A good relationship means you look at the best bits you have....the fun you have together and you do not tend to look outside. No one can predict what can happen to any family...and you will be surprised what you can do when times get tough. Life changing events can give your character strength to deal with the adversity.
You may want to plan for children early...if that is something you both want, but otherwise you should just get on with life.
well he has had ms since 17 years old and he is 31 now, he has only had a total of 4 relapses in his life
last one being 2 years ago and onlly lasting less than 2 weeks
all of his relapses were numbness and tingling only
on the left side and once causing a foot drop
It may be that he has a less severe form, but you need to be aware that things may change over time. You would need to ask yourself.....if he was in a wheelchair when he was 50..would you walk away?
we had an mri scan, and it shows about 5 bigs lesions near the corpus collusum and one near the back of his brain
thats what i need to ask
thats such a hard question...
seems stupid, but how do i find out?
So, over time his balance may become less good but that will not change who he is inside.
The only way is to risk it.....continue your relationship and do not cross bridges until you get to them. If you are looking very hard at the moment, then you risk losing your relationship now, on something that may never happen.
sorry to ask again
he does not take meds as they have nasty side effects
he tried beta-feron when he was first diagnosed but stopped it after less than a year
as it was making him very unhappy and causing tingling and other unpleasant sensations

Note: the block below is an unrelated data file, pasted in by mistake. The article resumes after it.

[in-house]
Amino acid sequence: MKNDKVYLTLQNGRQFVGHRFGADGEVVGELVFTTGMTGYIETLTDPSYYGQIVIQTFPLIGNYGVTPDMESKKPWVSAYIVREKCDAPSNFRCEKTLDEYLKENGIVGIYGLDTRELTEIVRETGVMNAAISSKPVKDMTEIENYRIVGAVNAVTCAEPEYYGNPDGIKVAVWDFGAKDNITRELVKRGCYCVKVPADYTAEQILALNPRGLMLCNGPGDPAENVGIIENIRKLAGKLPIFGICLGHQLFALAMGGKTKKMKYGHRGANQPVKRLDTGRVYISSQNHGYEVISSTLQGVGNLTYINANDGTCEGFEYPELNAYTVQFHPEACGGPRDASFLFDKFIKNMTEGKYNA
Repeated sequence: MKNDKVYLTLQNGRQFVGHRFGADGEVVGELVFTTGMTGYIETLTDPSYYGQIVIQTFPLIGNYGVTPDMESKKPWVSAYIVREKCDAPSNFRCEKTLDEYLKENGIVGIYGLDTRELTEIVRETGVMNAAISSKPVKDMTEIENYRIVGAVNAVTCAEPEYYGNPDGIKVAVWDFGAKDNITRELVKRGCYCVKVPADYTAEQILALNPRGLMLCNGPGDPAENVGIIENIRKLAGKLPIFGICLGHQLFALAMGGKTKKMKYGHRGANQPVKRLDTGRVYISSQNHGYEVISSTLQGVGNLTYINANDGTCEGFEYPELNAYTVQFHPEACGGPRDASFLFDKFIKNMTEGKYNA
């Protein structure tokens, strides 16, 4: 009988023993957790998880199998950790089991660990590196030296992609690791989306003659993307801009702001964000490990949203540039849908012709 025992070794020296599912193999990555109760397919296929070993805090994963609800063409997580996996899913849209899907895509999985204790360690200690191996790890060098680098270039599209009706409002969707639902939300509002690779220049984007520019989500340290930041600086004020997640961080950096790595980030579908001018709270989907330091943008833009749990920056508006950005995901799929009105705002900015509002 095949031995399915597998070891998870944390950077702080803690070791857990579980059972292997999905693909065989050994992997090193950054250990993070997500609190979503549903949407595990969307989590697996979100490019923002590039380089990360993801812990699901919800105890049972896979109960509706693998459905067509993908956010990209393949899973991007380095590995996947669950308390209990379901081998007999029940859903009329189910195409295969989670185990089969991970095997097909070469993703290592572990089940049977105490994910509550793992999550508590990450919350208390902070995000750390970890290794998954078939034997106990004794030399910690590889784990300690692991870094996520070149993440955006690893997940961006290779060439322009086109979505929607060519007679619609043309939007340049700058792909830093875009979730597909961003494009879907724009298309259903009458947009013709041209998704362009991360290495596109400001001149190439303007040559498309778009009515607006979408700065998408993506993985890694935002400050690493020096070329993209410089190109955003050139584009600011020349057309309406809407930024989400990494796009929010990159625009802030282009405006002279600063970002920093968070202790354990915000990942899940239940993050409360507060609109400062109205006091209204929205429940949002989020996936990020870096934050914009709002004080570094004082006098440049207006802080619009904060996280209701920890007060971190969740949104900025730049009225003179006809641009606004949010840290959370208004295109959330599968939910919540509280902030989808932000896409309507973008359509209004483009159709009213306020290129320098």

he has not had meds since
Most MD patients in the early years only take meds during flare ups, and then use more if the condition causes problems such as muscle spasms...although it is a pity that he did not get on well with betaferon.
i know that alot of the meds for ms suppress the immunity making the patients more prone to infections or even cancer
is that true?
The ones that work on the immune suppression...but regular observation of skin moles etc is usually enough.
The benefits outweigh the risks.
also he got electrecuted when he was two resulting in amputation of half his right index finger and defects in his left index finger and thumb. Electrocution can cause neuropathy. Is there a chance that would have contributed to his MS?
what are the benefits of these meds?
No...the electrocution has nothing to do with the MS
The benefits of some of the immune modulators are that they shorten flares, and in some cases can cause the time between flares to be longer.
He should see a neurologist on a regular basis
thank you very much pauline
its a very hard decision, and i must admit is causing me alot of unrest
but you have helped alot and I just hope things turn for the better
I must admit it makes me look at the future in somewhat a gloomy light
but maybe this will resolve over time
I hope this has been helpful...but you need to think...what if you had an underlying problem like diabetes, would it change his love for you?
As a couple you need to stand together...and you can get through a lot of trials if you have each other.
thank you alot pauline, I know that whatever happens to me, he will be there for me no matter what, and thats what makes me feel more guilty about the way i feel. I understand what you are trying to say, but i feel like diabetes is not comparable to MS
My father has diabetes and its very manageable, we don't even feel that he has it and certainly don't fuss over it
and it certainly does not affect his mobility or his personality
Some people with diabetes end up with an amputation....but as you can see from your father not everyone does. So try to look on the MS as something to work through. Not everyone will end up in a wheelchair with MS either.
Im not gona take much longer i promise
alright, thank you alot pauline, i really needed this chat. And you have been great.